Review: Yasmina’s Necklace (Goodman Theatre)

| November 3, 2017

Susaan Jamshidi stars as Yasmina in Yasmina's Necklace at Goodman Theatre            


Yasmina’s Necklace

Written by Rohina Malik 
Goodman Theatre, 170 N. Dearborn (map)
thru Nov 19  |  tix: $10-$40  |  more info
Check for half-price tickets   


Quiet, compelling and ultimately unforgettable


Michael Perez, Laura Crotte,  Amro Salama, Allen Gilmore, Rom Barkhordar and Susaan Jamshidi

Goodman Theatre presents
Yasmina’s Necklace

Review by Lauren Whalen

Playwright Rohina Malik, a Montessori teacher and Skokie resident, has flourished under Goodman Theatre’s guidance and her own persistence. Determined to write stories of Muslims that defy damaging stereotypes, she now sees her plays premiering in two major cities. The Mecca Tales opened at Manhattan’s Voyage Theatre Company on October 20, the same day as Yasmina’s Necklace at the Goodman. Yasmina’s Necklace is very Muslim in its theme, but also very American – unique yet universal. Thoughtfully directed by Ann Filmer, and featuring a gifted ensemble, the Chicago premiere of Malik’s romantic drama is deep, rich and emotionally rewarding.

Michael Perez and Laura Crotte star as Sam and Sara in Yasmina's Necklace, Goodman TheatreYasmina’s Necklace follows two Muslim families living in Chicago. They’re very different, but have one common problem: their romantically-challenged adult offspring. Sam (Michael Perez) is a financial analyst, part Arab and part Latino, who’s shucked his given name to get ahead in the corporate world, and whose divorce from an American woman is a thorn in his parents’ side. Yasmina (Susaan Jamshidi) escaped the atrocities in Iraq with her father Musa (Rom Barkhordar), and still harbors a deep love for her country. To cope with her awful memories, Yasmina dives into painting and hopes to start a nonprofit to assist refugees in the city. When Imam Kareem (Allen Gilmore) arranges a meeting of the two families in the hopes of a match, parties on both sides resist – but the challenges really start when Yasmina and Sam begin to fall in love.

Malik’s script is both simple and lovely, yet relishes its complexities. Each character has dealt with prejudice both out of the community and inside it: regarding the latter, Imam Kareem has faced challenges of leading a mosque as a black man, and Sam’s mother Sara (Laura Crotte) balks at the idea of her son marrying a refugee. Malik beautifully explores the various inner and outer conflicts each of the characters face: as Muslims, as American citizens and refugees, and as human beings who just want to be happy. At the heart of Yasmina’s Necklace is a love story, the most universal of all, with two reluctant protagonists who nonetheless are drawn to one another. The characters are relatable to every audience member, even when their struggles are unimaginable to most of us.

Laura Crotte, Amro Salama and Michael Perez star in Yasmina's Necklace, Goodman Theatre Susaan Jamshidi stars as Yasmina in Yasmina's Necklace at Goodman Theatre Michael Perez and Amro Salama star as Sam and Ali in Yasmina's Necklace, Goodman TheatreSusaan Jamshidi and Michael Perez star as Yasmina and Sam in Yasmina's Necklace at Goodman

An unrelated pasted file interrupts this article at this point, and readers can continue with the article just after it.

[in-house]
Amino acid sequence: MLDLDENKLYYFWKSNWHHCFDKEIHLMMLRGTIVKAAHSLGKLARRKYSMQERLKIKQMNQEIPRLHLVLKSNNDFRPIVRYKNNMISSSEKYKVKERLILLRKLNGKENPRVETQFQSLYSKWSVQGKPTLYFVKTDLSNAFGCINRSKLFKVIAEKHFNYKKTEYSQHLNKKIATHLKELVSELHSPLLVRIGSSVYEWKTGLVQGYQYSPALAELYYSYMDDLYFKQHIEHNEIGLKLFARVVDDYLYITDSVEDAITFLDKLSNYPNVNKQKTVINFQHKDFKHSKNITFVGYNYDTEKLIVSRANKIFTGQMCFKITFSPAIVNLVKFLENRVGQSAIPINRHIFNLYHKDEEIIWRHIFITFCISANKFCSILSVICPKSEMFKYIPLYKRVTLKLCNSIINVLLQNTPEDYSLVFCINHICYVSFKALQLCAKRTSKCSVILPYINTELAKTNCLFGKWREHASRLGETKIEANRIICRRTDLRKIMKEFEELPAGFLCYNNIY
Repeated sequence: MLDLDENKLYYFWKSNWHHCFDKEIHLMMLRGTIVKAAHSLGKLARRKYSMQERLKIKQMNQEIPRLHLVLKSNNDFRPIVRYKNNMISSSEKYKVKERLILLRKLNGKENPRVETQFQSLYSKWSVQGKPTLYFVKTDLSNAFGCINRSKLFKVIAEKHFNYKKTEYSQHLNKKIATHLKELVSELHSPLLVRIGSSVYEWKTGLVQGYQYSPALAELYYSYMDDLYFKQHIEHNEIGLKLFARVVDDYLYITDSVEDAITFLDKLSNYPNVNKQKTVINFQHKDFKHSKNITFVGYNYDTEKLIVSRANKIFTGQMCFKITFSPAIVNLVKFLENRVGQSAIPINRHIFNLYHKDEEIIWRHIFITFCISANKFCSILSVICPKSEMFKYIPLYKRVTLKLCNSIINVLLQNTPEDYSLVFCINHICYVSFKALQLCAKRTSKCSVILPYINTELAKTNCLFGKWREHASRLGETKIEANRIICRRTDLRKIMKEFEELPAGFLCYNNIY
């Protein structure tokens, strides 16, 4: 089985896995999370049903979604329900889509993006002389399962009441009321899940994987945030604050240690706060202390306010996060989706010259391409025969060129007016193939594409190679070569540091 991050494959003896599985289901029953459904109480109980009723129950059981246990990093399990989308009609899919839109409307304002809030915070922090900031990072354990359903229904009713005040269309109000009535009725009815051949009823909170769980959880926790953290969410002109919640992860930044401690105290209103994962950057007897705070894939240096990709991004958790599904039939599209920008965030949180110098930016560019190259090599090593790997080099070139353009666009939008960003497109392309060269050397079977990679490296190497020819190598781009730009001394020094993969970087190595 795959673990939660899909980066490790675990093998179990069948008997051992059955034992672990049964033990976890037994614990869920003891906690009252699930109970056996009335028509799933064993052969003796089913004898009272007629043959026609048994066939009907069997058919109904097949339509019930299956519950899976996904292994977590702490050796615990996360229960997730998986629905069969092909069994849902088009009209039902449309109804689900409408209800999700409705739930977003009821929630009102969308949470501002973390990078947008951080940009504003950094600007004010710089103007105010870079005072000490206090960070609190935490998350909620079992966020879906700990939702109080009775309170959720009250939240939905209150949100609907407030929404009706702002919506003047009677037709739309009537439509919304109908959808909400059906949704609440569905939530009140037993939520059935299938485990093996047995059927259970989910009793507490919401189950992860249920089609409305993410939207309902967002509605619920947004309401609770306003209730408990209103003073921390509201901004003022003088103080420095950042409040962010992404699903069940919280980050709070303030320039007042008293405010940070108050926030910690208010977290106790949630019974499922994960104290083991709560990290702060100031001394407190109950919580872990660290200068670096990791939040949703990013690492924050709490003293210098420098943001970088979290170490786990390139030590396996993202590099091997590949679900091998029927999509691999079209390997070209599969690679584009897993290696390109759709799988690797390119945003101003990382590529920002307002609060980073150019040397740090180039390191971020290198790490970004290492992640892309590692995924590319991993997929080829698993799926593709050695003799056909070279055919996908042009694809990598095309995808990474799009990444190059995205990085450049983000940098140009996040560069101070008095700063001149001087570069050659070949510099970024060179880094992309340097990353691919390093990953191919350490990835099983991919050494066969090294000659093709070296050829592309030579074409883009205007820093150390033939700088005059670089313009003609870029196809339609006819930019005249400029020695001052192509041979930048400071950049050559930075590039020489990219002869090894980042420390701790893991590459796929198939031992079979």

Yasmina’s Necklace premiered last year at Berwyn’s 16th Street Theater, and several cast members remain the same, most notably Jamshidi and Perez, who reprise their lead roles. Though they barely touch and never kiss, their chemistry is palpable, their characters’ friendship and mutual respect organic and true. Barkhordar shines as Yasmina’s overbearing dad, and Martin Hanna is a standout as Amir, a man from Yasmina’s past in Iraq. Crotte’s Sara brings both comic relief and dramatic weight, fussing over her son and revealing her own spiritual journey and her insistence on keeping her Puerto Rican roots alive.

Director Filmer (who, like Malik, is an alum of Goodman Theatre’s programs for up-and-coming playwrights and directors) knows just when to inject humor, when to keep the action moving and when to slow down and let the audience savor a moment. As a result of Fisher’s attention to detail, Malik’s beautiful writing and a stellar cast, Yasmina’s Necklace is quiet but compelling, and ultimately unforgettable.


Rating: ★★★½

Yasmina’s Necklace continues through November 19th at Goodman Theatre, 170 N. Dearborn (map), with performances Wednesdays & Thursdays 7:30pm, Fridays 8pm, Saturdays 2pm & 8pm, Sundays 2pm.  Tickets are $10-$40, and are available by phone (312-443-3800) or through their website (check for availability of half-price tickets). More info at time: 2 hours, includes an intermission)

Susaan Jamshidi, Michael Perez and Frank Sawa star in Yasmina's Necklace, Goodman Theatre

Photos by Liz Lauren 




Salar Ardebili (Man), Rom Barkhordar (Musa), Laura Crotte (Sara), Allen Gilmore (Imam Kareem), Martin Hanna (Amir), Susaan Jamshidi (Yasmina), Michael Perez (Sam), Amro Salama (Ali), Frank Sawa (Officer)

Understudies: Salar Ardebili (Amir), Joe Fernandez (Sam), Arti Ishak (Yasmina), Kenneth D. Johnson (Imam Kareem), Isabel Quintero (Sara), Amro Salama (Man, Officer), Frank Sawa (Ali, Musa)

behind the scenes

Ann Filmer (director), Joe Schermoly (set design), Rachel M. Sypniewski (costume design), Cat Wilson (lighting design), Barry Bennett (original music, sound design), Adam Belcuore, Erica Sartini-Combs (casting), Dana Lynn Formby (dramaturg), Donald E. Claxon (production stage manager), Malcolm Callan (assistant director), Ahmad Abdulrazzaq (paintings and calligraphy), Rachel Lake (assistant lighting designer), Eva Breneman (dialect coach), Kathy Logelin (assistant dialect coach), Liz Lauren (photos)

Susaan Jamshidi stars as Yasmina in Yasmina's Necklace, Goodman Theatre


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Category: 2017 Reviews, Goodman Theatre, Lauren Whalen

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